The primary purpose of the blog is to introduce healthy lifestyle concepts and answer common questions I receive from patients that I believe are important. I want to start discussions that will help educate, benefit, and improve your well-being. 

This featured recipe is a slow cooker chili. These recipes are my attempt, in a way, to bridge that Doctor’s adage of “Eat Better & Exercise More.” In this post, I will showcase a healthy meal made on a budget, my pictures are pretty decent, and that is how I got into this food endeavor.

Slow Cooker Chili

Prep time: 25 minutes
Total time: 8-10 hours

Ingredients

1 (16oz) package Jimmy Dean Sausage Roll (any flavor)
1 lb pre-cut stew meat, cubed
1 green bell pepper, seeded and chopped
1 red bell pepper, seeded and chopped
1 large yellow onion, peeled and diced
6 cloves garlic, minced
1 beer (or 8 oz water)
2 teaspoons worcestershire sauce
1 (10) oz can diced tomato with green chilies with juice
1 14.5-ounce cans diced tomatoes
1 (15 oz) can corn kernels
1 (15.5) ounce can of pinto beans, rinsed and drained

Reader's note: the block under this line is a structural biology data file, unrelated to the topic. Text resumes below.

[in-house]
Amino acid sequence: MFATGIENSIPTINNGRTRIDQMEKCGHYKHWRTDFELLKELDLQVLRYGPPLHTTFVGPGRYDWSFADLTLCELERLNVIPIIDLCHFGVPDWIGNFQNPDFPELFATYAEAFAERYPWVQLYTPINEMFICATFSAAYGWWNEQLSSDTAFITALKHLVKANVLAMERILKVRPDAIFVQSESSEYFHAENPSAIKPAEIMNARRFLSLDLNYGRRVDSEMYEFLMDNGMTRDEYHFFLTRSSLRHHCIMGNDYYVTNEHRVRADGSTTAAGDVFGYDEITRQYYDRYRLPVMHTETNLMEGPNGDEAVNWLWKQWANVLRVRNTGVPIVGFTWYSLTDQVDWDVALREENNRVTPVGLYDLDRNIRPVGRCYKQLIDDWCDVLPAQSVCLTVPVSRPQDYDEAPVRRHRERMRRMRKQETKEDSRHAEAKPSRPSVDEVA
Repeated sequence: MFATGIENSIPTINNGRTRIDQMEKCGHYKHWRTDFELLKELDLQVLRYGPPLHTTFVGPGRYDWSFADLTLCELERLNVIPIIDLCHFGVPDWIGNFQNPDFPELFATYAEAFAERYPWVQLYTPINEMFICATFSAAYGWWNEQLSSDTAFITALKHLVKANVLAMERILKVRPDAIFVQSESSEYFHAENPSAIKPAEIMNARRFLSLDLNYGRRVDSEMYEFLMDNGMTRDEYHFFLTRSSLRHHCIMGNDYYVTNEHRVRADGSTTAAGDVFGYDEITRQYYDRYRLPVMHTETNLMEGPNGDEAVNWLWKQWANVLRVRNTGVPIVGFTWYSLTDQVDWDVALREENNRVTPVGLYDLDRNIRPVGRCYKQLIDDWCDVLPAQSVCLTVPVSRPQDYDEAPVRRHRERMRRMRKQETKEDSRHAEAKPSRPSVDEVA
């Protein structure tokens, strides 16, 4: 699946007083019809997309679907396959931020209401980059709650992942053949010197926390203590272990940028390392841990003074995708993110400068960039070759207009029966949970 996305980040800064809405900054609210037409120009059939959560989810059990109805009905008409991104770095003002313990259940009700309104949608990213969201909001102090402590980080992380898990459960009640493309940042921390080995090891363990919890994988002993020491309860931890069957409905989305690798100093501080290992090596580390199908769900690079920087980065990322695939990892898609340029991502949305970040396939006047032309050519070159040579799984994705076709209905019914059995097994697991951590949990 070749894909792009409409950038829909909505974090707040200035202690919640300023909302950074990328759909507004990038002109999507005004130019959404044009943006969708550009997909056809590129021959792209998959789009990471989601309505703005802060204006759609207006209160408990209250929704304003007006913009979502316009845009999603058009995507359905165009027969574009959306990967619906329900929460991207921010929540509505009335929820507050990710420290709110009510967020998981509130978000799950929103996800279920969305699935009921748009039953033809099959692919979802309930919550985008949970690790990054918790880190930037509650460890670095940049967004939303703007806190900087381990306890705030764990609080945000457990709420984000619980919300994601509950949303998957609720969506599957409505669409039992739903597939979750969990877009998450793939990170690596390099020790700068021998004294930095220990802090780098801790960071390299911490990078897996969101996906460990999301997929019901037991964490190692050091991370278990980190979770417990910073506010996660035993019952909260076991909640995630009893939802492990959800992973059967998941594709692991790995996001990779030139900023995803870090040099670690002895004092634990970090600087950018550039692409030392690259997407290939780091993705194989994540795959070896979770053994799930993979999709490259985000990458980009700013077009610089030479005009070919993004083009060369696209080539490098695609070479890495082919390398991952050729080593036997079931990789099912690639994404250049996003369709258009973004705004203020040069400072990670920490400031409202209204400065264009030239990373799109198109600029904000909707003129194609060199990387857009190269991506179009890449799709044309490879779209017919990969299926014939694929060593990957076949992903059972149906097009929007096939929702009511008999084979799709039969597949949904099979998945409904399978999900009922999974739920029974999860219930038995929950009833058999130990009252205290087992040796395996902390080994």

1 (15.5) oz can kidney beans, rinsed and drained
¼ cup ketchup
3 teaspoons chili powder
1 tablespoon dried oregano
1 teaspoon cumin
1 teaspoon ground black pepper
1 teaspoon salt
Shredded cheddar, green onions, greek yogurt, and corn chips (or oyster crackers) for topping

Instructions

1) Heat a large, non-stick pan over medium-high heat. Add the sausage and crumble as it cooks. When almost fully browned, add the onion and cook until onions are translucent. When almost completed, add garlic for 1-2 minutes. Add to crock-pot.
2) Add stew meat to pan and brown on all sides, but not cooked through. Add to crock-pot
3) While sausage and stew meat is cooking, place corn in a heavy cast iron skillet over medium heat with no butter or oil. Add salt and cumin, sprinkling on top. Do not stir! Let corn roast for several minutes before stirring. Let it roast for a few more minutes before stirring again. Continue this for 10 minutes, until corn is browned on the outside. Add to crock pot